谢曹闽 XIE CAOMIN

2010/2011 MOCA GA Working Artists Project

Samsāra

Mandala #12,13,16Installation view,Samsara, MOCA GA, From Left to Right: Mandala#12,13&16, oil on canvas, 144x109 inches, 2010-2012

Samsara, and Mandalas Made From Ruins:
First Notes on the New Work of Xie Caomin
Essay by Dr. Jerry Cullum


Samsara, and Mandalas Made From Ruins: First Notes on the New Work of Xie Caomin Mandalas are a marriage of mathematics and metaphysics. Their symmetries are meant to be a point of contemplative focus in which to realize the hidden repetitions and regularities of the (not necessarily religiously defined) universe.


Thus Xie Caomin’s mandala paintings, which create order from the chaos of the ruins of the World Trade Center out of which their imagery is extracted and (re)shaped, are about cycles and repetitions, rise and wreck followed in turn by the rise of new and different forms of order and technological advancement. The falling and rising again are not one, but they are part of the same cycle, the same dialectic. As Wallace Stevens wrote in "Connoisseur of Chaos," "a violent order is a disorder and a great disorder is an order."


This is, at least, one possible reading of these immense paintings. Given Xie’s exhibition’s freighted title Samsara, it is necessary to read the work at least momentarily in a more conventionally Buddhist fashion.


Samsara is the realm of illusion in which our personal and historical existence unfolds; it is the world created by desire.


Buddhism teaches that the turning wheel of transient existence is operated by conditioned origination, by a causality that is generated by grasping and/or longing for what is not yet ours. In other words, the force that gives birth to technological progress also generates suffering, decay, and death. You can’t have one without the other.


This inevitable dialectic also propels human history. Thus Xie’s repurposed ruins of the World Trade Center become an apt focus for meditation in his mandalas. Towers rise and fall for different historical reasons, but the rise and ruin all stem from identical existential causes.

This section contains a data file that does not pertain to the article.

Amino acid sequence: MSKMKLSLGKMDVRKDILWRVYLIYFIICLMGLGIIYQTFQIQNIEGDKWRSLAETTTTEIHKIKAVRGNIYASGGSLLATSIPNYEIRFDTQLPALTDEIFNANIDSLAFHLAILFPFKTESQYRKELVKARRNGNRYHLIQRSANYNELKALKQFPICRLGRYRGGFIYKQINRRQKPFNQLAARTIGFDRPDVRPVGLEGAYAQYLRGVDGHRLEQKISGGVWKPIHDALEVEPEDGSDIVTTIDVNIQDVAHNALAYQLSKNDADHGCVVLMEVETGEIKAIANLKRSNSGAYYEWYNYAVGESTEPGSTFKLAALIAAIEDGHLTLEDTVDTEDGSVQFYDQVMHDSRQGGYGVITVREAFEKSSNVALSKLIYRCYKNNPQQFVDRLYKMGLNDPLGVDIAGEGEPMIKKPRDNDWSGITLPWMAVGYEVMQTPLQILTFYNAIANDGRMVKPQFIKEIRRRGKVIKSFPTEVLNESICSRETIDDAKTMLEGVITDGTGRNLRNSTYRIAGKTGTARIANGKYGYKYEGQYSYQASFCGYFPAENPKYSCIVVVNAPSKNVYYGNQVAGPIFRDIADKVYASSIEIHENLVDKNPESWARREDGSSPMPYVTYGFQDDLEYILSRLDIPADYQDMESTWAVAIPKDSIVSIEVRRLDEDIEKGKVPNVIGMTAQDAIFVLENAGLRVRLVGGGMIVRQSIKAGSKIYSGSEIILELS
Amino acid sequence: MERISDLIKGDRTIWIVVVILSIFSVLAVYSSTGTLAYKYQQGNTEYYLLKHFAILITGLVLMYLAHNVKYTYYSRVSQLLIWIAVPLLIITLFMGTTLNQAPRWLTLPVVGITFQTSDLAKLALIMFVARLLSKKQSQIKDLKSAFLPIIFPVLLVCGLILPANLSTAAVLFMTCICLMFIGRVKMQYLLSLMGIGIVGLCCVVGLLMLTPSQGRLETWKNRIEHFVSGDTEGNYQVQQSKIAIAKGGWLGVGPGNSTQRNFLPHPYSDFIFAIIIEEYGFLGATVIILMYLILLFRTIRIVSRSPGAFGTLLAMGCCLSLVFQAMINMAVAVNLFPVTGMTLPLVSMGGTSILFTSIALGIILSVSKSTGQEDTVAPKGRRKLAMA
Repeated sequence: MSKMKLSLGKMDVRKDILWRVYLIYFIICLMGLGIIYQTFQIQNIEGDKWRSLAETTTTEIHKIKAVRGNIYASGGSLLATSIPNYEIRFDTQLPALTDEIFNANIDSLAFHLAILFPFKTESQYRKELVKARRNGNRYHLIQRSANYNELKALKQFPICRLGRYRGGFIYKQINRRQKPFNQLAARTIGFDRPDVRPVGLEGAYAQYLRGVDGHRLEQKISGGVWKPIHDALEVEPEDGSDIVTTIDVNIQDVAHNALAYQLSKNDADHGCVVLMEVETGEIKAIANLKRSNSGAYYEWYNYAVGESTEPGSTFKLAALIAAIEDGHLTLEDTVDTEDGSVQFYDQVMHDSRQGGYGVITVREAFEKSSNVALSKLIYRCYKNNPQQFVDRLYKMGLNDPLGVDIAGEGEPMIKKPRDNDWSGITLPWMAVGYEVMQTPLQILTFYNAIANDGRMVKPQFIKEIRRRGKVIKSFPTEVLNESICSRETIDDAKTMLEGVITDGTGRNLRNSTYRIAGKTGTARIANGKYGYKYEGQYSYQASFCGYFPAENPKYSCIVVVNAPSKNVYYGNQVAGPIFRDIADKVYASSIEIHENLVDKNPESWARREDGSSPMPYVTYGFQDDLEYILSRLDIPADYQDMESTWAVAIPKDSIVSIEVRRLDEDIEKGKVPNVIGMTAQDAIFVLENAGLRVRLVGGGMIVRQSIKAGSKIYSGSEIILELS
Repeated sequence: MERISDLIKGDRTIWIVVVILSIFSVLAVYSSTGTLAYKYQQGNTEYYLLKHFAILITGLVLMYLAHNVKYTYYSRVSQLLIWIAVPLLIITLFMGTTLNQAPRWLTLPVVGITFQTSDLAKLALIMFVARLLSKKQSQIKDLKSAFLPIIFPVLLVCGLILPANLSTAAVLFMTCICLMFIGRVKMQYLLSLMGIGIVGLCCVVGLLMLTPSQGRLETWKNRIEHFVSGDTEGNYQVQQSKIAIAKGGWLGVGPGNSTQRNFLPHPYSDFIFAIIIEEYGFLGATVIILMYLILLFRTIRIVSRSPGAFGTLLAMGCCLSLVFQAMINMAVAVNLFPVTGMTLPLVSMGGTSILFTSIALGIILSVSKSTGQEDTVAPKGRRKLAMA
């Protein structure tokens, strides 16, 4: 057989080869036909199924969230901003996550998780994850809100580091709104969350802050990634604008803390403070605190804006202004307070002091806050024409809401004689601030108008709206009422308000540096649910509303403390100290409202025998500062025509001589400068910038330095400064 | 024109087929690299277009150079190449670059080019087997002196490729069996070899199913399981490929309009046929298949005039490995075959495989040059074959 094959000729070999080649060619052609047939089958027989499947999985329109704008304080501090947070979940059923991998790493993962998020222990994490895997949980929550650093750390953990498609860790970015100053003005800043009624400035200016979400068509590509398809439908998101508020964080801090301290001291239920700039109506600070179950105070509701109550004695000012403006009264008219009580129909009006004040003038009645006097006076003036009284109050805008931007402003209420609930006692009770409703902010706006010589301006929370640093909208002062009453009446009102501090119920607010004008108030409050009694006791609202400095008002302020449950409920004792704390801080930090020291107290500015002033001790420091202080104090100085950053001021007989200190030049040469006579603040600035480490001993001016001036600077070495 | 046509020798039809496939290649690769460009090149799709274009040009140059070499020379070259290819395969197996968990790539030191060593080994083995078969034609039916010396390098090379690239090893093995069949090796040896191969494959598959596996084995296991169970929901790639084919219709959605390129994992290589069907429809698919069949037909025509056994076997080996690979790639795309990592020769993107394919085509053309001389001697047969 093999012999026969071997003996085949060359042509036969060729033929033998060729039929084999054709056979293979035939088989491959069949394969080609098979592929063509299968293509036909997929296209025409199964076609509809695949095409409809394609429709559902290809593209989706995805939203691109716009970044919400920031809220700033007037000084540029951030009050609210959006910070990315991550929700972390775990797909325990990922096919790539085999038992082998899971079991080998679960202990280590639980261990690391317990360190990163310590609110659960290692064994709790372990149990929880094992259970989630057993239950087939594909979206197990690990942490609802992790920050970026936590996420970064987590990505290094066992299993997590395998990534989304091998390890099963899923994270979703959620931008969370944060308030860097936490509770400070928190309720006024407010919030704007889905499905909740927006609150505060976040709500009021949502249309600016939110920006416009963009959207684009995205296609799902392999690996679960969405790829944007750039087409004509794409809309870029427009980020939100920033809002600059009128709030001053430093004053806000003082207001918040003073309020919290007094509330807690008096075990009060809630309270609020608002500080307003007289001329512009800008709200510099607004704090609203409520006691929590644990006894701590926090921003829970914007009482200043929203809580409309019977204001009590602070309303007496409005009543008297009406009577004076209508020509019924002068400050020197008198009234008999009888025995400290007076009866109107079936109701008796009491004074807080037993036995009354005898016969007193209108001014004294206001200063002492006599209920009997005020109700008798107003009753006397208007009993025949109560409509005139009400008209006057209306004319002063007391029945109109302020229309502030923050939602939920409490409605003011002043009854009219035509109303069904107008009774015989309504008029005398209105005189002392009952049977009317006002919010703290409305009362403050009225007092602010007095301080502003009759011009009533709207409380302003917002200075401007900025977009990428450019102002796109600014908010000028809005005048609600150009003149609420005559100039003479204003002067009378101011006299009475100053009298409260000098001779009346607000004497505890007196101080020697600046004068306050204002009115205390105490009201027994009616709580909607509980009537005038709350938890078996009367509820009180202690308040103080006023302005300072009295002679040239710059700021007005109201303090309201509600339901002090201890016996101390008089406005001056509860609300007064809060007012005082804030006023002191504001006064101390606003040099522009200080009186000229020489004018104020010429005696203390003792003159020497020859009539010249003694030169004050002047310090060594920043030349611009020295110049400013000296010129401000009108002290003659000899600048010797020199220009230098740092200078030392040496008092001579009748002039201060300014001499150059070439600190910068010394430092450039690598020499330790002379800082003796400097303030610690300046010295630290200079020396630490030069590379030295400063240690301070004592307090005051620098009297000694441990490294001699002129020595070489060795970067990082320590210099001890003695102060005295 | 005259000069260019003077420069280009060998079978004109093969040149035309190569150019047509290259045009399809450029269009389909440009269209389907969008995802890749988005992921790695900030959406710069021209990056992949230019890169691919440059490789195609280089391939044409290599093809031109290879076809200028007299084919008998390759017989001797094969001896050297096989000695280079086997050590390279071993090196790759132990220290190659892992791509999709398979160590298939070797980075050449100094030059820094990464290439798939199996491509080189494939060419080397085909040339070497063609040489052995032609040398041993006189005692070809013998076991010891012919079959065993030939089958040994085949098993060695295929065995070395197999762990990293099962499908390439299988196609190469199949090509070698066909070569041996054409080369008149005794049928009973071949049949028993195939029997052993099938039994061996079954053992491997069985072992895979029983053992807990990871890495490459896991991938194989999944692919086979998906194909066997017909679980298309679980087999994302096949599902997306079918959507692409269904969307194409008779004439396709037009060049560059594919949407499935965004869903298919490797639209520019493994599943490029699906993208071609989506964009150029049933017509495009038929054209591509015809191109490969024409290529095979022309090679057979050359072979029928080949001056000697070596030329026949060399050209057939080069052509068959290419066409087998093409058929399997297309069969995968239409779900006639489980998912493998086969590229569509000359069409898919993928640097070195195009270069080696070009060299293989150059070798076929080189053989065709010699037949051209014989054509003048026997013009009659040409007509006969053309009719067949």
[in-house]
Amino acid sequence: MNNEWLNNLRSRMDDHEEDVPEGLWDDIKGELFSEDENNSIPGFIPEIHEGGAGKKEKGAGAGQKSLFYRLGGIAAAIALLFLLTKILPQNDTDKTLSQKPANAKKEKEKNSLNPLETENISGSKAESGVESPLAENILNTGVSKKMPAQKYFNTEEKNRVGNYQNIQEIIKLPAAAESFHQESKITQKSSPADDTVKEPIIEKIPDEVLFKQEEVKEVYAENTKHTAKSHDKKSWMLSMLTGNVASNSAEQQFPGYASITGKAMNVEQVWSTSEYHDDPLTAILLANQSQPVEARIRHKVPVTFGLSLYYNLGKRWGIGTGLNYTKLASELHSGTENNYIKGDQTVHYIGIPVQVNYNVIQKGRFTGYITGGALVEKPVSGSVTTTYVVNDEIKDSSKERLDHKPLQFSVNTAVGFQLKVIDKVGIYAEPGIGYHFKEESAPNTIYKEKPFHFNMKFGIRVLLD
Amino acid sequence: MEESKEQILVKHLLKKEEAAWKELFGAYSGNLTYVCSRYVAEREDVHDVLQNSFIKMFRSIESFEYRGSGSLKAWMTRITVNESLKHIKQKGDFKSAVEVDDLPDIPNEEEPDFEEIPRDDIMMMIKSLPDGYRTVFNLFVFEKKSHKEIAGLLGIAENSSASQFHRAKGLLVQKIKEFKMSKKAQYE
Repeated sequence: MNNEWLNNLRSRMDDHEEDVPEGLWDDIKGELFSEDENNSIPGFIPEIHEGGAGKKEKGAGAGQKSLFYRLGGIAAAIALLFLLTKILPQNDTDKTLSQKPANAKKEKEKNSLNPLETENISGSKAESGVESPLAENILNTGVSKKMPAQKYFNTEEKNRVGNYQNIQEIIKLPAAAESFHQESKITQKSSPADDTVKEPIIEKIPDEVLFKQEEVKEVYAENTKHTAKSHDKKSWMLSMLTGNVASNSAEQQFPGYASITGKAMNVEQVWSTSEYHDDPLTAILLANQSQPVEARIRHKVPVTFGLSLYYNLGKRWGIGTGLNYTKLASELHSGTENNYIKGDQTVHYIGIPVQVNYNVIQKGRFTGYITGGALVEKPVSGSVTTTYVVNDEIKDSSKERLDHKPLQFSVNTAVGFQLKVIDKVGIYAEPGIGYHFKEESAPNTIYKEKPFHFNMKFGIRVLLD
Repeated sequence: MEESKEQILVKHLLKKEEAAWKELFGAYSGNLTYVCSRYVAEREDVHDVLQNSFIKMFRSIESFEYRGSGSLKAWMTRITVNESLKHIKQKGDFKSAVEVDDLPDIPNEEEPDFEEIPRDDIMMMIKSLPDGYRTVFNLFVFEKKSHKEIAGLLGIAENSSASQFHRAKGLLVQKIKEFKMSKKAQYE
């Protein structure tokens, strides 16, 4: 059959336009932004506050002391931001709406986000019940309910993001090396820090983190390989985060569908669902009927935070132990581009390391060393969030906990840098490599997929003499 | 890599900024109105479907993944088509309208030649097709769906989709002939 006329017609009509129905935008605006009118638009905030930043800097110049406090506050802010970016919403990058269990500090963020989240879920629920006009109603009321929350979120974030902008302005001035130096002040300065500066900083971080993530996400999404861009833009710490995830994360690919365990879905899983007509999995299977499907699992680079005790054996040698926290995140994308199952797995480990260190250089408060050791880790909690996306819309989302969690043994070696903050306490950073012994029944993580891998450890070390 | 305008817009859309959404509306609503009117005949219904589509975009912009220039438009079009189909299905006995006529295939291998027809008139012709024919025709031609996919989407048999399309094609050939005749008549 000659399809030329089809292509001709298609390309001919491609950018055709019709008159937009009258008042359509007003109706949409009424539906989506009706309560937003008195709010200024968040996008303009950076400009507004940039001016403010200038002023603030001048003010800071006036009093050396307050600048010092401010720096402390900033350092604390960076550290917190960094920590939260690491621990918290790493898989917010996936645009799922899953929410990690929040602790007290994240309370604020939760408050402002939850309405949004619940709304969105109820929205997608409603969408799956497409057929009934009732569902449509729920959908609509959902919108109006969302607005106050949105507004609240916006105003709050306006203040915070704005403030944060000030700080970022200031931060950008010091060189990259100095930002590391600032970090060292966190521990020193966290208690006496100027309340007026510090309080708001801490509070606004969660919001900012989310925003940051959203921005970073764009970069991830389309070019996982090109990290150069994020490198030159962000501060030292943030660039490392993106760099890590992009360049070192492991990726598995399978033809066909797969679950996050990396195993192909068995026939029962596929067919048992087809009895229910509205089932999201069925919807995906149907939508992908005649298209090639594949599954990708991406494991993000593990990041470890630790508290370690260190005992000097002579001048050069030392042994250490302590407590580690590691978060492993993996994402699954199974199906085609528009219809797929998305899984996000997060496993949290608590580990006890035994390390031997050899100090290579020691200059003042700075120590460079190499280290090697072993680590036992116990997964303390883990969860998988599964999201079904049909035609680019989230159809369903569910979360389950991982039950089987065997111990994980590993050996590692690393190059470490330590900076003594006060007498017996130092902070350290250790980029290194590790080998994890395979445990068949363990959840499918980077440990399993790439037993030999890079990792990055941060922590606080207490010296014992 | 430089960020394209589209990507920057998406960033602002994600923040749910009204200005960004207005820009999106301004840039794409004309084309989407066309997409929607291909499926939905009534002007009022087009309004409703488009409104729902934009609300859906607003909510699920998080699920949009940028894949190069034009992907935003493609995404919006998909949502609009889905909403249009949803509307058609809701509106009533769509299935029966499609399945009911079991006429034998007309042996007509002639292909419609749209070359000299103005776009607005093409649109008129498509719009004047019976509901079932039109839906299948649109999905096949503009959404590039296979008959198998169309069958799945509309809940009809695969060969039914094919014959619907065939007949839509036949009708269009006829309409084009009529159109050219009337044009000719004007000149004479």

All the passions behind construction and destruction, both positive and negative, arise out of the strange fundamental desire identified in Goethe’s epic drama Faust: the wish to hold on forever to a single transient moment, to make the moment both permanent and uniquely an individual possession. The Faust of Goethe’s drama, tellingly, finally finds such a moment in a successful technological project. (Thus an earlier historical epoch called the whole European project "Faustian.")
Goethe rescues his protagonist from the consequences of his grasping by declaring that salvation comes through eternal striving upward. This doesn’t quite solve the problem, and there is a deeply significant distinction between Faustian striving and Buddhist acceptance of the fact that desire condemns us forever to go round in circles.


We don’t have to believe that there is a way out, the way of desirelessness identified by the Buddha, in order to believe in the circular dialectic of rise and ruin and reconstruction driven by human passions. Xie’s mostly unbroken symmetries contain none of the traditional emblems of higher realms of being, although they may replace them with an order that contains all that Buddhism knew as the full range of imprisonment and liberation. The central images of these mandalas echo the Buddha palaces and the symbols of spiritual fulfillment that are found in traditional Buddhist objects of contemplation, but only the shapes are traditional. In Xie’s work, that which was formerly represented as a realm of perfected beings who aid in our way out of the labyrinth of desire has become a network of new perceptions that is formed by the shards and fragments of our own catastrophes.